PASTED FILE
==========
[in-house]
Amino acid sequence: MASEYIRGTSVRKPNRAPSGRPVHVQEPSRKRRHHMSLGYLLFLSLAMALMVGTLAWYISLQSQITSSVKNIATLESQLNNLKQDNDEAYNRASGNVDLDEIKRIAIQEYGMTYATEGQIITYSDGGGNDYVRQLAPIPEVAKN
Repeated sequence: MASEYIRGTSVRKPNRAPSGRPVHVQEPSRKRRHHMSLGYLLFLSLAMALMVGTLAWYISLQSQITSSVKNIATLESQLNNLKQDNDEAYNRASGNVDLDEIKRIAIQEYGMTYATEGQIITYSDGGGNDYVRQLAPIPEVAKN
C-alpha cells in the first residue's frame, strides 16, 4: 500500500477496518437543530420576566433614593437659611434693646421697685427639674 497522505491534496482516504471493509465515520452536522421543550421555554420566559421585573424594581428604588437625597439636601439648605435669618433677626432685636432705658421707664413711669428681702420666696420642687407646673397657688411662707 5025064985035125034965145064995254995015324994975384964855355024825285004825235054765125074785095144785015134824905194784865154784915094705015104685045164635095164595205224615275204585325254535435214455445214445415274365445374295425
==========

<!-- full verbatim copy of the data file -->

[in-house]
Amino acid sequence: MASEYIRGTSVRKPNRAPSGRPVHVQEPSRKRRHHMSLGYLLFLSLAMALMVGTLAWYISLQSQITSSVKNIATLESQLNNLKQDNDEAYNRASGNVDLDEIKRIAIQEYGMTYATEGQIITYSDGGGNDYVRQLAPIPEVAKN
Repeated sequence: MASEYIRGTSVRKPNRAPSGRPVHVQEPSRKRRHHMSLGYLLFLSLAMALMVGTLAWYISLQSQITSSVKNIATLESQLNNLKQDNDEAYNRASGNVDLDEIKRIAIQEYGMTYATEGQIITYSDGGGNDYVRQLAPIPEVAKN
C-alpha cells in the first residue's frame, strides 16, 4: 500500500477496518437543530420576566433614593437659611434693646421697685427639674 497522505491534496482516504471493509465515520452536522421543550421555554420566559421585573424594581428604588437625597439636601439648605435669618433677626432685636432705658421707664413711669428681702420666696420642687407646673397657688411662707 5025064985035125034965145064995254995015324994975384964855355024825285004825235054765125074785095144785015134824905194784865154784915094705015104685045164635095164595205224615275204585325254535435214455445214445415274365445374295425